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Amazon.com Product Description (ISBN 0060854030, Hardcover)

When Legendary Negro League player Buck O'Neil asked sports columnist Joe Posnanski how he fell in love with baseball, Posnanski had to think about it. From that question was born the idea behind BASEBALL AND JAZZ. Posnanski and the 94 year old O'Neil decided to spend the 2005 baseball season touring the country in hopes of stirring up the love that first drew them to the game. This book is just as much the story of Buck O'Neil as it is the story of baseball. In a time when disillusioned, steroid–shooting, money hungry athletes define the sport, Buck O'Neil stands out as a man that truly played for the love of the game. Posnanski writes about that love and the one thing that O'Neil loved almost as much as baseball: jazz. BASEBALL AND JAZZ is an endearing step back in time to the days when the crack of a bat and the smoky notes of a midnight jam session were the sounds that brought the most joy to a man's heart.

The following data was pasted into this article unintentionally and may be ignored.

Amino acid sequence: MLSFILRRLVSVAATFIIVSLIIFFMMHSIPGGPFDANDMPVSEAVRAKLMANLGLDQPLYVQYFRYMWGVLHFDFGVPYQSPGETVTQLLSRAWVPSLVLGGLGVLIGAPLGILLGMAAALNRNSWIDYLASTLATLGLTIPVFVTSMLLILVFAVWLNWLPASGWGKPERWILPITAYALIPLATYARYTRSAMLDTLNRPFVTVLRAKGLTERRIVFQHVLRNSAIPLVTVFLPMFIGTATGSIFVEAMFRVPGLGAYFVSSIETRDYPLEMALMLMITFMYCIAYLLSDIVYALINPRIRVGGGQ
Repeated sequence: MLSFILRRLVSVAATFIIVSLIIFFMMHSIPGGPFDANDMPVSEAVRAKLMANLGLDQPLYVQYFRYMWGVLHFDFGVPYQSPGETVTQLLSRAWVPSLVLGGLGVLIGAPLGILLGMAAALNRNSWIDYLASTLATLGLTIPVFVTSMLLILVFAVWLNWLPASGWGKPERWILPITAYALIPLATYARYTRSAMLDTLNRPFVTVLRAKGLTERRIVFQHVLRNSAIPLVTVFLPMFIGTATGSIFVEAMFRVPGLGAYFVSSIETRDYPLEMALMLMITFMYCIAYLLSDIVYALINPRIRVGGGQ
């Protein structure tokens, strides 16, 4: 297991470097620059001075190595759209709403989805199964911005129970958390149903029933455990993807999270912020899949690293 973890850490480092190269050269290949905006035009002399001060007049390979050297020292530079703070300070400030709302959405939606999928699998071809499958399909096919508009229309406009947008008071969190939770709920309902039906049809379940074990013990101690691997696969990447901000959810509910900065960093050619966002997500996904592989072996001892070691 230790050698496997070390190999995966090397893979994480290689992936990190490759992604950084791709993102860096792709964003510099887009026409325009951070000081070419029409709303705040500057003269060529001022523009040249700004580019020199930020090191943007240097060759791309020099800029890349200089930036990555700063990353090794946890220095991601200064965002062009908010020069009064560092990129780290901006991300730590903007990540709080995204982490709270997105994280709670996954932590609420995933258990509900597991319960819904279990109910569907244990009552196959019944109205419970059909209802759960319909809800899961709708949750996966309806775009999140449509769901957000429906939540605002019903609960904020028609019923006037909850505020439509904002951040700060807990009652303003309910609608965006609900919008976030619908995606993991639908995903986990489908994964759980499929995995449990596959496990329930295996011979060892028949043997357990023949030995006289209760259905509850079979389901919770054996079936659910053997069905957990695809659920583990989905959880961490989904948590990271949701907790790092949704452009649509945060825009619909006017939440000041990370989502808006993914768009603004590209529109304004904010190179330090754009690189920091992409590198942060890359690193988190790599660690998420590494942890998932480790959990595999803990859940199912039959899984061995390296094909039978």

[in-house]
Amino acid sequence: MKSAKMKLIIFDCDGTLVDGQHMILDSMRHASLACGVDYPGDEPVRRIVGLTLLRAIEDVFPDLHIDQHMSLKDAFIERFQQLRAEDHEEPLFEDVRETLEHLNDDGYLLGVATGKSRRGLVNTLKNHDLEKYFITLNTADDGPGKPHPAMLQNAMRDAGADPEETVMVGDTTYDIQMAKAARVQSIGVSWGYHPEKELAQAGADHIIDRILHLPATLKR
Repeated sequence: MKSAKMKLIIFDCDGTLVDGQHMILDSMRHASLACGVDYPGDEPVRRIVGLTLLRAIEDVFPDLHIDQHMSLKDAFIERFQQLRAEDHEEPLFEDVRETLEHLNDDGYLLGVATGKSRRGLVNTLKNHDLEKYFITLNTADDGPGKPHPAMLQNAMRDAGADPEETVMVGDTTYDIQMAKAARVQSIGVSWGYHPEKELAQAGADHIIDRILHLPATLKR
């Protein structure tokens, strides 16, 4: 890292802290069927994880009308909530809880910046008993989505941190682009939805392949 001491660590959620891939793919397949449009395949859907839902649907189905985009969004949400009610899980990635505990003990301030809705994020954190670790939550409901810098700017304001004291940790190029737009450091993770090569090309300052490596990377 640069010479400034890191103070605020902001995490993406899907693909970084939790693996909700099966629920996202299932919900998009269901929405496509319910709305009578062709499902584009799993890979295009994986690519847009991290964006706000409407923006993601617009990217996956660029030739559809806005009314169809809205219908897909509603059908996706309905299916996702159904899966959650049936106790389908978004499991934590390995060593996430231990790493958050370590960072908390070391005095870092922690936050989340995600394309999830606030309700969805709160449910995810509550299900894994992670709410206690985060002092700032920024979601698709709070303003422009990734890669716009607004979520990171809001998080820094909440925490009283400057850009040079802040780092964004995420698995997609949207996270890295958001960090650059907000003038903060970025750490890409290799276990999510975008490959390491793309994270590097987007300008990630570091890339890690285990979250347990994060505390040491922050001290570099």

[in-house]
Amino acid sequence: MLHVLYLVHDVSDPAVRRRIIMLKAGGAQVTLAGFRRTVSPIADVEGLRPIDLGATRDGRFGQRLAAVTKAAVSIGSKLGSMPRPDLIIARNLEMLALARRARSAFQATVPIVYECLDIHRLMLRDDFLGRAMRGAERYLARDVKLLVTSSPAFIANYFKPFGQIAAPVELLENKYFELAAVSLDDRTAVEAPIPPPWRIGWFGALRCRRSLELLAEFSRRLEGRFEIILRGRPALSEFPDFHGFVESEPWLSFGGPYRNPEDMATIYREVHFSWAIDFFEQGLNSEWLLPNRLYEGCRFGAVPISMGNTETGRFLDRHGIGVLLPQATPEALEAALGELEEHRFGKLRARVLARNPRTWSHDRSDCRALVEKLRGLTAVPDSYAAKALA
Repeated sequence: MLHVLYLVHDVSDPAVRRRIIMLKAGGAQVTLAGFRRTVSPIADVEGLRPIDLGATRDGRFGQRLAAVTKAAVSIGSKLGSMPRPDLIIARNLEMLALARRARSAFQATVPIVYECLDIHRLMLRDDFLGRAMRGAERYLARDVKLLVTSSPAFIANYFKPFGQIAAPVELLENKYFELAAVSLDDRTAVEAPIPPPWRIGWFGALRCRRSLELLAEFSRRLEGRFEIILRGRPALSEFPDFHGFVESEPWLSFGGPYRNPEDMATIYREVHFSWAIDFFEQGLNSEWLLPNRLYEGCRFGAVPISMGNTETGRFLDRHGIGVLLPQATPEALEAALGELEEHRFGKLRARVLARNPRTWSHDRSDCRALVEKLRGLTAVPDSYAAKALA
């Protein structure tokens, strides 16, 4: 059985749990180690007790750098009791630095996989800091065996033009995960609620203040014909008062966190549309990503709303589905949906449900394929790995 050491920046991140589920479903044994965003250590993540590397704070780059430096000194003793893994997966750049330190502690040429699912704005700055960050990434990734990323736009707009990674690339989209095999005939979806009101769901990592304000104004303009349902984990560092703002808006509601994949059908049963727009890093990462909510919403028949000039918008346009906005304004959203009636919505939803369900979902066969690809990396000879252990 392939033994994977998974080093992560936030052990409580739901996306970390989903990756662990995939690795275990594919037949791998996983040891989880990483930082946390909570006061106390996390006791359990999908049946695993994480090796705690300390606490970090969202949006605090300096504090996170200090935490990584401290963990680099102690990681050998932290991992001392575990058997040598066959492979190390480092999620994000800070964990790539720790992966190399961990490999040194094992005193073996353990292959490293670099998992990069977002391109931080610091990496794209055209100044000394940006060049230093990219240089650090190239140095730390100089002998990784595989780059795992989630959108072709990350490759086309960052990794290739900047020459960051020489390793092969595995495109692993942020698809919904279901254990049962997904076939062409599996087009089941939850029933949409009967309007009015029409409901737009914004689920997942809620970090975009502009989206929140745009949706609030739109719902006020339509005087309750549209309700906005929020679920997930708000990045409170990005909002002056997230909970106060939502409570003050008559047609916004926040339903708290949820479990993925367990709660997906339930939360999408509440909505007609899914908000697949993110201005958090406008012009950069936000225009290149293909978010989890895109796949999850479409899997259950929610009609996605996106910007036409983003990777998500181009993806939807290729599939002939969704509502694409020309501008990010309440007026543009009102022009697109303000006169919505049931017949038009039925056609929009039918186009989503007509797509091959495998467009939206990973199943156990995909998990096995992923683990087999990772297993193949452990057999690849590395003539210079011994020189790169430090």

(retrieved from Amazon Thu, 12 Mar 2015 18:21:54 -0400)

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The game of baseball as known by Negro League's legend Buck O'Neil, from his days as a kid playing baseball to managing the Kansas City Monarchs to the glories of the Major Leagues.